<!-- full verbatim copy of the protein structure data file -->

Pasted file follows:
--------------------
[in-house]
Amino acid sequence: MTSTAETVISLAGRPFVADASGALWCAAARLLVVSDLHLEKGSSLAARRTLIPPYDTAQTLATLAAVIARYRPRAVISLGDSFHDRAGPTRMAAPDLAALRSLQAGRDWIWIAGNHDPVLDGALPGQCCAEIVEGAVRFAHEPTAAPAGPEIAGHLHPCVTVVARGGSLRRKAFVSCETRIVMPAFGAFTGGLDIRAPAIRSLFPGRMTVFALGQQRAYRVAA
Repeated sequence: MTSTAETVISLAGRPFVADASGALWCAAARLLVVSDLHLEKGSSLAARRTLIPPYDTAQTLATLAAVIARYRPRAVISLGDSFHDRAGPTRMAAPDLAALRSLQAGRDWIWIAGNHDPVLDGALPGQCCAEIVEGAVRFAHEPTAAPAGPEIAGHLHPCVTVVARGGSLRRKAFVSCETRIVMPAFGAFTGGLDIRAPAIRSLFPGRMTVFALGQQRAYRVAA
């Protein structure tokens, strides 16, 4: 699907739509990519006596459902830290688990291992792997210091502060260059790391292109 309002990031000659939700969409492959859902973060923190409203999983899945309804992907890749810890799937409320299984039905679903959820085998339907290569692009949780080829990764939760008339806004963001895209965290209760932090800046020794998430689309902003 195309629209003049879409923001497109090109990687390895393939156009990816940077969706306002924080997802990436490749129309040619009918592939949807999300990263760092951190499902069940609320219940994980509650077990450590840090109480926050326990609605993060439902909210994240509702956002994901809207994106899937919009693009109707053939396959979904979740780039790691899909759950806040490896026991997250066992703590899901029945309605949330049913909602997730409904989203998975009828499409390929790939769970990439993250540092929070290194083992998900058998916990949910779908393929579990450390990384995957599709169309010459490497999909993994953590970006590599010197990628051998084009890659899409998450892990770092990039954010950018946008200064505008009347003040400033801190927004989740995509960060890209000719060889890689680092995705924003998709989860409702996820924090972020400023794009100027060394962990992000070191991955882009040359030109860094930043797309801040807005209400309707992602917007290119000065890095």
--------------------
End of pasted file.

[in-house]
Amino acid sequence: MTSTAETVISLAGRPFVADASGALWCAAARLLVVSDLHLEKGSSLAARRTLIPPYDTAQTLATLAAVIARYRPRAVISLGDSFHDRAGPTRMAAPDLAALRSLQAGRDWIWIAGNHDPVLDGALPGQCCAEIVEGAVRFAHEPTAAPAGPEIAGHLHPCVTVVARGGSLRRKAFVSCETRIVMPAFGAFTGGLDIRAPAIRSLFPGRMTVFALGQQRAYRVAA
Repeated sequence: MTSTAETVISLAGRPFVADASGALWCAAARLLVVSDLHLEKGSSLAARRTLIPPYDTAQTLATLAAVIARYRPRAVISLGDSFHDRAGPTRMAAPDLAALRSLQAGRDWIWIAGNHDPVLDGALPGQCCAEIVEGAVRFAHEPTAAPAGPEIAGHLHPCVTVVARGGSLRRKAFVSCETRIVMPAFGAFTGGLDIRAPAIRSLFPGRMTVFALGQQRAYRVAA
């Protein structure tokens, strides 16, 4: 699907739509990519006596459902830290688990291992792997210091502060260059790391292109 309002990031000659939700969409492959859902973060923190409203999983899945309804992907890749810890799937409320299984039905679903959820085998339907290569692009949780080829990764939760008339806004963001895209965290209760932090800046020794998430689309902003 195309629209003049879409923001497109090109990687390895393939156009990816940077969706306002924080997802990436490749129309040619009918592939949807999300990263760092951190499902069940609320219940994980509650077990450590840090109480926050326990609605993060439902909210994240509702956002994901809207994106899937919009693009109707053939396959979904979740780039790691899909759950806040490896026991997250066992703590899901029945309605949330049913909602997730409904989203998975009828499409390929790939769970990439993250540092929070290194083992998900058998916990949910779908393929579990450390990384995957599709169309010459490497999909993994953590970006590599010197990628051998084009890659899409998450892990770092990039954010950018946008200064505008009347003040400033801190927004989740995509960060890209000719060889890689680092995705924003998709989860409702996820924090972020400023794009100027060394962990992000070191991955882009040359030109860094930043797309801040807005209400309707992602917007290119000065890095």